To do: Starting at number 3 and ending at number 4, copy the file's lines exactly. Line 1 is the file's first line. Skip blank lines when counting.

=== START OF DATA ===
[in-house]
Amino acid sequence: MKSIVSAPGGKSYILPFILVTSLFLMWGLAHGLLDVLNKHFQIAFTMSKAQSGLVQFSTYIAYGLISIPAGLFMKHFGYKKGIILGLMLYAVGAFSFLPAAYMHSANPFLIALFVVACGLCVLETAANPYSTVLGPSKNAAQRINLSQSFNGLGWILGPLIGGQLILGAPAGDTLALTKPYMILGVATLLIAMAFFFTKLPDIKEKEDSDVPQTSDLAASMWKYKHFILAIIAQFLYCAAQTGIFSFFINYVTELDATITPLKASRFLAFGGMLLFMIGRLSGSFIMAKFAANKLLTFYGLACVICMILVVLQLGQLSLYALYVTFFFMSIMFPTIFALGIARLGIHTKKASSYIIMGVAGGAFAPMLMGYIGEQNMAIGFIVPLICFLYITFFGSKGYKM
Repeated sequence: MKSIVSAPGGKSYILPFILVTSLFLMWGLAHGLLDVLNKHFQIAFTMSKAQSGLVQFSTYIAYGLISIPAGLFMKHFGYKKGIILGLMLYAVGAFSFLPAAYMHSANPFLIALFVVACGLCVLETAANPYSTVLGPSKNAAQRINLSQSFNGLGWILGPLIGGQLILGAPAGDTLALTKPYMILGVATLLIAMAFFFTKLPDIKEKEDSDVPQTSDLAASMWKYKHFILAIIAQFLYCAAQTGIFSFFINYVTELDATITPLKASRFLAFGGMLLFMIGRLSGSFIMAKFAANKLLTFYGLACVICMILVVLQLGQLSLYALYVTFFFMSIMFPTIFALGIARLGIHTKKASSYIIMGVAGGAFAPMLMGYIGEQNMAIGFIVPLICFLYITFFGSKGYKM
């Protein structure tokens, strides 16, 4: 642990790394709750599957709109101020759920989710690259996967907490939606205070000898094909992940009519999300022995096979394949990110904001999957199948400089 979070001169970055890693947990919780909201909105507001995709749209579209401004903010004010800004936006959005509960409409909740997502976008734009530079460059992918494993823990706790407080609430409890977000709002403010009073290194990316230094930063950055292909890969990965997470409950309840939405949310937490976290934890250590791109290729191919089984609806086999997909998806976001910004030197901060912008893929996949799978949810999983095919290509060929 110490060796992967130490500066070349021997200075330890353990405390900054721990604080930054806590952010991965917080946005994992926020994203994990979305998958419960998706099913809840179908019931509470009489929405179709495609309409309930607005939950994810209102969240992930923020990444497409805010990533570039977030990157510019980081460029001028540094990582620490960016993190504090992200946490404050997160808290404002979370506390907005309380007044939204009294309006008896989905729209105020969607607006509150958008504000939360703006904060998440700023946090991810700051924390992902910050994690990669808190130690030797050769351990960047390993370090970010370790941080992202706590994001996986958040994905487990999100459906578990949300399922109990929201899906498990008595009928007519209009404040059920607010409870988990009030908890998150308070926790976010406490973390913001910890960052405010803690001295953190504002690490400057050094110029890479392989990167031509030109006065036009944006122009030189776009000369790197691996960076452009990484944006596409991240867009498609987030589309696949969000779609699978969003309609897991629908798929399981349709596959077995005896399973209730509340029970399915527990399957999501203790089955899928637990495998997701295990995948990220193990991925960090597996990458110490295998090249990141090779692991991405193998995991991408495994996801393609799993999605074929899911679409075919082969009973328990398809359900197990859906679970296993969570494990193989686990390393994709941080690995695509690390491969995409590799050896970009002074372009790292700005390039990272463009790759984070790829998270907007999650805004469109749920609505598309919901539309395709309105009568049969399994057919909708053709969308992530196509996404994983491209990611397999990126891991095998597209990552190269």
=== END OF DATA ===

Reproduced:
Repeated sequence: MKSIVSAPGGKSYILPFILVTSLFLMWGLAHGLLDVLNKHFQIAFTMSKAQSGLVQFSTYIAYGLISIPAGLFMKHFGYKKGIILGLMLYAVGAFSFLPAAYMHSANPFLIALFVVACGLCVLETAANPYSTVLGPSKNAAQRINLSQSFNGLGWILGPLIGGQLILGAPAGDTLALTKPYMILGVATLLIAMAFFFTKLPDIKEKEDSDVPQTSDLAASMWKYKHFILAIIAQFLYCAAQTGIFSFFINYVTELDATITPLKASRFLAFGGMLLFMIGRLSGSFIMAKFAANKLLTFYGLACVICMILVVLQLGQLSLYALYVTFFFMSIMFPTIFALGIARLGIHTKKASSYIIMGVAGGAFAPMLMGYIGEQNMAIGFIVPLICFLYITFFGSKGYKM
């Protein structure tokens, strides 16, 4: 642990790394709750599957709109101020759920989710690259996967907490939606205070000898094909992940009519999300022995096979394949990110904001999957199948400089 979070001169970055890693947990919780909201909105507001995709749209579209401004903010004010800004936006959005509960409409909740997502976008734009530079460059992918494993823990706790407080609430409890977000709002403010009073290194990316230094930063950055292909890969990965997470409950309840939405949310937490976290934890250590791109290729191919089984609806086999997909998806976001910004030197901060912008893929996949799978949810999983095919290509060929 110490060796992967130490500066070349021997200075330890353990405390900054721990604080930054806590952010991965917080946005994992926020994203994990979305998958419960998706099913809840179908019931509470009489929405179709495609309409309930607005939950994810209102969240992930923020990444497409805010990533570039977030990157510019980081460029001028540094990582620490960016993190504090992200946490404050997160808290404002979370506390907005309380007044939204009294309006008896989905729209105020969607607006509150958008504000939360703006904060998440700023946090991810700051924390992902910050994690990669808190130690030797050769351990960047390993370090970010370790941080992202706590994001996986958040994905487990999100459906578990949300399922109990929201899906498990008595009928007519209009404040059920607010409870988990009030908890998150308070926790976010406490973390913001910890960052405010803690001295953190504002690490400057050094110029890479392989990167031509030109006065036009944006122009030189776009000369790197691996960076452009990484944006596409991240867009498609987030589309696949969000779609699978969003309609897991629908798929399981349709596959077995005896399973209730509340029970399915527990399957999501203790089955899928637990495998997701295990995948990220193990991925960090597996990458110490295998090249990141090779692991991405193998995991991408495994996801393609799993999605074929899911679409075919082969009973328990398809359900197990859906679970296993969570494990193989686990390393994709941080690995695509690390491969995409590799050896970009002074372009790292700005390039990272463009790759984070790829998270907007999650805004469109749920609505598309919901539309395709309105009568049969399994057919909708053709969308992530196509996404994983491209990611397999990126891991095998597209990552190269």